Back to our regularly scheduled program about... spam!

Sunday, 2006-09-10; 05:27:00

Pretty graphs showing the surge in spam e-mail over the last year.

Enough about .mac comments. They're implemented, whoop-de-do, enough of that. (Well, not really, but I'm sure that packet sniffing stuff wasn't all that interesting.) Back to our regularly scheduled supernovae.

Near the end of June last year, I started keeping track of the number of spam e-mails that I was getting at each of my e-mail accounts. (This was for a review on a spam reporting product, and I wanted to see if it really cut down on spam or not.) I only managed to keep doing this manually for about a month and a half before I stopped.

The only reason I really stopped was because I got lazy and didn't want to spend the two minutes to enter in the data to my Keynote graph. And then, of course, a week down the road that hurdle grew to ten minutes, and I was more inclined not to do it. But I have been consciously not deleting my spam e-mail folder since shortly after. I knew that sometime later I'd like to see the trend of spam to my e-mail boxes, and I finally ended up writing a quick little program to get all the data from the past year into another Keynote graph.

So, without further ado, here are the pretty, pretty graphs. Clicky clicky for larger pictures:

Total Spam Per Day

There's some interesting things to note. First, note the big discrepancy between the amount of spam that comes to both accounts: my .mac account gets significantly less spam. In the whole year, only last month had the level breached 20 spam e-mails per day. In contrast, my Stanford spam has regularly been above 45 spam e-mails per day, and recently breached the 80 e-mails per day barrier, also last month.

What's kind of weird is the fact that I should probably be getting more spam at my .mac account. I've had my e-mail address since January of 2000 when iTools came out, while I've had my Stanford address since September 2001. Furthermore, I don't nearly give my address out as much as I do my address. Wherever I go on the net, when I register for forums or for websites or for promotions or whatever, it's almost always using my address.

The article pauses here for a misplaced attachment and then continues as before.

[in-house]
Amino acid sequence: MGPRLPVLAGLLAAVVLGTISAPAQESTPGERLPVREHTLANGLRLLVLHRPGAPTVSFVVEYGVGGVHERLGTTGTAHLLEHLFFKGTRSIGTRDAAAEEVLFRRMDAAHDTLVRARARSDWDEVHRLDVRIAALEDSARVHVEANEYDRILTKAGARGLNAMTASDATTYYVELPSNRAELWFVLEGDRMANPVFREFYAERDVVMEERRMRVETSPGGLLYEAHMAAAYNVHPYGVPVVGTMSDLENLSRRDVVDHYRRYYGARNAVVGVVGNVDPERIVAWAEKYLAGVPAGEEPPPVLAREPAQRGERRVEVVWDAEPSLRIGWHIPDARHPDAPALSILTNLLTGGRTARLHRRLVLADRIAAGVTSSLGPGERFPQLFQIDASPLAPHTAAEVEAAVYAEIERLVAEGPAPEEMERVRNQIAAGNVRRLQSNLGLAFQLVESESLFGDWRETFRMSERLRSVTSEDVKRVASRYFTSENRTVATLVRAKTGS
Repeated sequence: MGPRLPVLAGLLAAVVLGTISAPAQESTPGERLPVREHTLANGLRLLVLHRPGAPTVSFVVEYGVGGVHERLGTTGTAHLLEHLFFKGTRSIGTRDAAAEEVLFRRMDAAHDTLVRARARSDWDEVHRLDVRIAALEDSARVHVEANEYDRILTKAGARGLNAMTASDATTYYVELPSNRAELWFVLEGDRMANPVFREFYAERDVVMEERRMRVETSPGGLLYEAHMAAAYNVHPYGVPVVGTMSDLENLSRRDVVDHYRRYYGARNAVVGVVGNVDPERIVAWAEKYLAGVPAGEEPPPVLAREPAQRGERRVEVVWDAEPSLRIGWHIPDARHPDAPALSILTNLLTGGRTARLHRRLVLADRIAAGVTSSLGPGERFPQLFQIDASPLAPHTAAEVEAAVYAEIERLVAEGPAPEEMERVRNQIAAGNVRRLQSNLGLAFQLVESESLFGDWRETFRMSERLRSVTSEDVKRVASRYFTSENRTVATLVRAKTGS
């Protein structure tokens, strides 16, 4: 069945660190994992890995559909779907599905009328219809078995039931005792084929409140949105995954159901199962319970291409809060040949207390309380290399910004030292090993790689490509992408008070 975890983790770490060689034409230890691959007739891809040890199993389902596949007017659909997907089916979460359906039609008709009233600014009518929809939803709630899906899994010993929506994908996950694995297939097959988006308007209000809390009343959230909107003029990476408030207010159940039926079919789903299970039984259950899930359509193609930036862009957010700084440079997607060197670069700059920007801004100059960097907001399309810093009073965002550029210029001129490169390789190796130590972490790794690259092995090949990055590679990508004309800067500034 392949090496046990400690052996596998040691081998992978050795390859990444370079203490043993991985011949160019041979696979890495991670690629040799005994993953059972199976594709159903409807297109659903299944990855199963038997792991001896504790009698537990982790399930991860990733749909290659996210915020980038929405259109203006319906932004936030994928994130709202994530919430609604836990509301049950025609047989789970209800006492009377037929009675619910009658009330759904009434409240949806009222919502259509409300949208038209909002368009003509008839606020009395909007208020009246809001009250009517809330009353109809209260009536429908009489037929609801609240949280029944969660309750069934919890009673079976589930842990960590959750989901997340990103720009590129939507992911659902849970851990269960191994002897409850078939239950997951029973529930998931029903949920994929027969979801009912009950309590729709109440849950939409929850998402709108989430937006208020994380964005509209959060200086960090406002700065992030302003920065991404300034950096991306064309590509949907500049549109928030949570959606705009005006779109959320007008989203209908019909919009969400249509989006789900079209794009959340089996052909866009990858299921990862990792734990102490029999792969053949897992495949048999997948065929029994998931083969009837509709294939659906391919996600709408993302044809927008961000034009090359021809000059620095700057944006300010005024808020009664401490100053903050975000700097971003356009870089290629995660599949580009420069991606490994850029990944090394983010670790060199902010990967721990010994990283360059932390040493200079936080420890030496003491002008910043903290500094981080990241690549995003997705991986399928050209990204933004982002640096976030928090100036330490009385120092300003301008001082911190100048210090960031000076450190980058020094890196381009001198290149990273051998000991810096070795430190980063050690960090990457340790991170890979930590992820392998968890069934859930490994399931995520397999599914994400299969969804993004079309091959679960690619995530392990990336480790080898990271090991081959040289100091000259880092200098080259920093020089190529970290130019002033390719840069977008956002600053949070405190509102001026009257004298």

There are three potential reasons why my Stanford address gets more spam. First is that, until a while ago, my e-mail address was publicly available via the Stanford people database. I actually never realized that it was in there, until one of my friends suggested that universities often do that. I checked and, sure enough, my e-mail address was available. (Thanks to one simple, well-crafted Spotlight search and iChat logging, I can pinpoint to within 5 minutes when I made that realization: February 6, 2005, between 1:20 and 1:25 AM.)

That's actually before this graph even started, and as you can see, removing my e-mail address from the public database hasn't stopped the surge in spam. The second reason is that big universities like Stanford have a lot of students, and so spammers likely just step through potential e-mail addresses that would go to the university, even if they weren't valid. Since my e-mail address username has only three letters, it would have a very high likelyhood of falling under such a net. Damn, and I thought I was smart for snagging such a short e-mail address. :P

The last reason, which is probably the most likely, is the fact that Apple probably completely screens out some spam e-mails. That is, some spam e-mails never get to me. Stanford uses a different system: they prefix the subject of potential spam e-mails with "[SPAM:#####]", where the number of hashes indicates the likelihood of it being spam. However, they don't prevent any e-mail from coming to you.

Here are the graphs that I made last August. They're kind of interesting too.

Total Spam Per Day
Spam Separated by Account
5-day Running Average of Spam E-mails Per Day

You can see that Stanford spam still comprised the majority of my spam. The start of these graphs mark when I started using the spam reporting program (Sp@mX, for those who are curious -- I really hate that at symbol in the official name). The program doesn't attempt to screen out spam, it tries to actively prevent it: it analyzes the headers of the spam e-mails, and then sends e-mails to the abuse addresses of the appropriate servers so they can shut down the spamming account. In the one-and-a-half months that comprise the period of these graphs, it (surprisingly) seems to have been effective. The second graph breaks the numbers out by account again, which is especially important here: it measures the backlash effect from the spam reporting -- if the server happens to condone the spamming, then it's possible that you'll get more spam as a result of reporting it. In this period, it seems that this effect was nonexistent.

The last graph is really interesting because it smooths out the daily fluctuations, so you can really see the downward trend while using the program. It started to pick up again at the end for unknown reasons, and unfortunately the data doesn't extend much farther past that to see if it was really a trend or a longer monthly fluctuation.

I'm going to start using this program again, seeing as it'd be nice to get my spam down to the levels in these last graphs.

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